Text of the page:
Seymour
Seymour
10 years ago

Do you think it is reasonable to use a target fund to try to play catch-up? I am 46 and have not saved much for retirement. was living the bachelor life and being an idiot with my finances. I suddenly found myself married with 2 kids and now need to make up for lost time. I have a decent 401-k that has all the vanguard target funds available. My target retirement date should be 2030 but i feel like i need to be more aggressive than what that might provide. is a target fund with a later date a good… Read more »

Derrick
Derrick
10 years ago

Great post! Morningstar rated the T. Rowe Price and Vanguard (as well as American Funds and American Century) the top Target Date Fund Series. A synopsis is found here: http://www.smartmoney.com/investing/mutual-funds/target-date-funds-get-new-grades/ @Nicole(#3) I’m not sure what your particular situation is, but if you want to invest in a T. Rowe Price or Vanguard Target Date Fund, the best way to do it is directly with them (ideally in an IRA). If you have an IRA with ING, you can roll it over to either of them. @Sam(#4) While some Target Date Funds may charge more than the average of their underlying… Read more »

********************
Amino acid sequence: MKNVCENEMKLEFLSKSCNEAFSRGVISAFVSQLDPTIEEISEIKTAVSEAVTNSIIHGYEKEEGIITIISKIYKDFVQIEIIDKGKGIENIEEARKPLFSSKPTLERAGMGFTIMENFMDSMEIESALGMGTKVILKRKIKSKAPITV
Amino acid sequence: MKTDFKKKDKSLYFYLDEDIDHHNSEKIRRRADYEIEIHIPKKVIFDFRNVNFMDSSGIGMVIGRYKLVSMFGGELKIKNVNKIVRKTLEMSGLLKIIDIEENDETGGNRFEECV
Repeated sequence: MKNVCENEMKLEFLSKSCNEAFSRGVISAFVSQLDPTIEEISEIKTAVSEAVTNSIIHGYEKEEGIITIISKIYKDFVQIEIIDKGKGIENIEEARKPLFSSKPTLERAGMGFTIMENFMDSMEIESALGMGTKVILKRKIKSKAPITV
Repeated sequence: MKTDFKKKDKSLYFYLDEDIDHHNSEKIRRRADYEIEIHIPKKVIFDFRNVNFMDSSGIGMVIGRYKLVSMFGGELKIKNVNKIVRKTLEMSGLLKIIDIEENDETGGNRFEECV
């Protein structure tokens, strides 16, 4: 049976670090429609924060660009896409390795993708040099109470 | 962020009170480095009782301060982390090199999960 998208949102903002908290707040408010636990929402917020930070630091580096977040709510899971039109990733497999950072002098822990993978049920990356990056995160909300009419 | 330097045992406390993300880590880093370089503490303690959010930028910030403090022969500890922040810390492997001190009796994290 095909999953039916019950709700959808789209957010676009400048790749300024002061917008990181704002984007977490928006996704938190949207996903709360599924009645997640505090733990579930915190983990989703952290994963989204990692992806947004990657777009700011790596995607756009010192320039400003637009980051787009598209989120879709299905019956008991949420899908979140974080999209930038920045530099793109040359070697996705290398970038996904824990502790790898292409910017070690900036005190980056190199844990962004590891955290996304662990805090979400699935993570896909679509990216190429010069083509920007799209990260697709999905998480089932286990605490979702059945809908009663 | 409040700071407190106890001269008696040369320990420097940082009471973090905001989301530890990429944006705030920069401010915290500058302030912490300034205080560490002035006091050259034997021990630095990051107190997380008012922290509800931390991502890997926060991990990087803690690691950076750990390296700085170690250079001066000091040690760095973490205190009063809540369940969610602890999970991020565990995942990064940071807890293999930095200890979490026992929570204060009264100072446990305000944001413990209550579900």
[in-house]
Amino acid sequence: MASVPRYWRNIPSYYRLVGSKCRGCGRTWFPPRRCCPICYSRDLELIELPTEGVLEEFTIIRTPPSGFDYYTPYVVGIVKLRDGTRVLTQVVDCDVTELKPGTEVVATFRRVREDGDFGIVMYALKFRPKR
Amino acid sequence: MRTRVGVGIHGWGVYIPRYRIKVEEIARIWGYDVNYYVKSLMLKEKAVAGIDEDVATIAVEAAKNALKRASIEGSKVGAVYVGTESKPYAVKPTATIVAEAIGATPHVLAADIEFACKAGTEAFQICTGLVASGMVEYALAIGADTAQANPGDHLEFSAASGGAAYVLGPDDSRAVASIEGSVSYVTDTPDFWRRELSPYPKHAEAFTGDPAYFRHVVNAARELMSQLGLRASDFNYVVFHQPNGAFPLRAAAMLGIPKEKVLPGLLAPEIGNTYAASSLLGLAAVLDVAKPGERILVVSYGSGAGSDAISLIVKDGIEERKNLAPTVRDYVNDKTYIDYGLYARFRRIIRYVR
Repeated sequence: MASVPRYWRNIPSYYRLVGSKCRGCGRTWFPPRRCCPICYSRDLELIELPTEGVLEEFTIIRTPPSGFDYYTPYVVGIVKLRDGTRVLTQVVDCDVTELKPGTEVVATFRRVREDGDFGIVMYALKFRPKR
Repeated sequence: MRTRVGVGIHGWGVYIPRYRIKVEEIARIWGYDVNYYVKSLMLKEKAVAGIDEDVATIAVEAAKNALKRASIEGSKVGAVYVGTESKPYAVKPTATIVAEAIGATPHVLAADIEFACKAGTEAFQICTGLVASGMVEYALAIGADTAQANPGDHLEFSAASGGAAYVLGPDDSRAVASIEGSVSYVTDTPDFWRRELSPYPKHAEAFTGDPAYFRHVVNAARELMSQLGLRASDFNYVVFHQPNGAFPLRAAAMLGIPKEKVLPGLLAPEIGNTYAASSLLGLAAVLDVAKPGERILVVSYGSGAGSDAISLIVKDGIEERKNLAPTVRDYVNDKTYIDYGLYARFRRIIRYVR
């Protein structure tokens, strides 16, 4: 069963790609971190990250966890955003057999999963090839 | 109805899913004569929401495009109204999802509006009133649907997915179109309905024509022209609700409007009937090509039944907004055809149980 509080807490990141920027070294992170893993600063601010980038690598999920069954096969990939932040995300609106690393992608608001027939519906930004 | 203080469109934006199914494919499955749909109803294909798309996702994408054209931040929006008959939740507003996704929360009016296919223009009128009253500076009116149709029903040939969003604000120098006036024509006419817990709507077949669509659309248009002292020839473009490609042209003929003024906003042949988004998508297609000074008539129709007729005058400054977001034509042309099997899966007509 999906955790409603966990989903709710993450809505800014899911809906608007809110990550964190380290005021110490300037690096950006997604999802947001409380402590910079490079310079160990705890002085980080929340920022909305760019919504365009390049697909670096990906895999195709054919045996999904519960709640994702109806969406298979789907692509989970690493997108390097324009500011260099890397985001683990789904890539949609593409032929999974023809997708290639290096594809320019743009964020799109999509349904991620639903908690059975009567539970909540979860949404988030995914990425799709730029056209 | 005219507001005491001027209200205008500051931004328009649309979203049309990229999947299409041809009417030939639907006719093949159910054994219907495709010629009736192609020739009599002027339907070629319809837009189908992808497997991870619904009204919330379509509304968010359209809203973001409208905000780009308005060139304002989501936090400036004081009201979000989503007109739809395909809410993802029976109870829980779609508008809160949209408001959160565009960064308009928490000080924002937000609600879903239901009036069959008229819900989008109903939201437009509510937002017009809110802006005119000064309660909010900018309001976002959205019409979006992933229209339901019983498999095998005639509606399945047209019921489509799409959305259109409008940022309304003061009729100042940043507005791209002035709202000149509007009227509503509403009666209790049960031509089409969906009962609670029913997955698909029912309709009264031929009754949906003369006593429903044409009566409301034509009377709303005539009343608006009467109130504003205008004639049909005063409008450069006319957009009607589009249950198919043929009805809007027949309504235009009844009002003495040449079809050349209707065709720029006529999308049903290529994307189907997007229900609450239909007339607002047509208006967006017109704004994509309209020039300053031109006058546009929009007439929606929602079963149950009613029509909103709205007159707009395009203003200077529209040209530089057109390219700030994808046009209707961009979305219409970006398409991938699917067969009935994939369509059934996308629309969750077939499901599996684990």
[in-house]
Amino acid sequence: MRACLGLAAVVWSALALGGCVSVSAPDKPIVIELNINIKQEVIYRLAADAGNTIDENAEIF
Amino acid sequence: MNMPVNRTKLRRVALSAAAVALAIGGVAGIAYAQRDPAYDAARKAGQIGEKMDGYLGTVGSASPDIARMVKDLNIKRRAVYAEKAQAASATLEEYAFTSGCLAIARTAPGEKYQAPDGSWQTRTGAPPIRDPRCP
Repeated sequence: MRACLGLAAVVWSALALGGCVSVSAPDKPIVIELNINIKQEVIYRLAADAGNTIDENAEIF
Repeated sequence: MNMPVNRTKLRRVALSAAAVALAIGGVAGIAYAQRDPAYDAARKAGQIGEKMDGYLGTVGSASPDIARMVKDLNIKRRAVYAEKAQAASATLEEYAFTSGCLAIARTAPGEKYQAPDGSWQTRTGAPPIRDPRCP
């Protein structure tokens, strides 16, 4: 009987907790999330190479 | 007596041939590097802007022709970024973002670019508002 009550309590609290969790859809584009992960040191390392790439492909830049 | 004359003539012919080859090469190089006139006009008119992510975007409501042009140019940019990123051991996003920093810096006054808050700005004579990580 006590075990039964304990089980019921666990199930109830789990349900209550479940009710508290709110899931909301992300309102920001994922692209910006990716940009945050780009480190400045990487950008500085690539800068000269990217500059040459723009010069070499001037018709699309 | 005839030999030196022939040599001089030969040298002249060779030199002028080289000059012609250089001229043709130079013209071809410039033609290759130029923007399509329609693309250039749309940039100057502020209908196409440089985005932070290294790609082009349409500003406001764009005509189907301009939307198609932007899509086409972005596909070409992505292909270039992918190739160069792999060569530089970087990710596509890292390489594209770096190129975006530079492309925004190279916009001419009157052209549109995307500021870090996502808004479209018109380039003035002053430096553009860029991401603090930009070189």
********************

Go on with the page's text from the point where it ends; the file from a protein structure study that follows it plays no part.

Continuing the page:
Torr
Torr
10 years ago

@Seymour (10): A later date target fund will probably contain higher fraction in equities and thus is likely to be riskier. Trying to catch up by taking more risk may not work since your retirement is now very strongly determined by what the market returns. This is something that you cannot control. There are 3 things that determine how much you end up with in retirement — 1) Savings rate, 2) Investment expenses, and 3) Asset allocation. You can possibly control 1) and 2) while 3) is influenced by market returns. One useful website that I tend to visit regarding… Read more »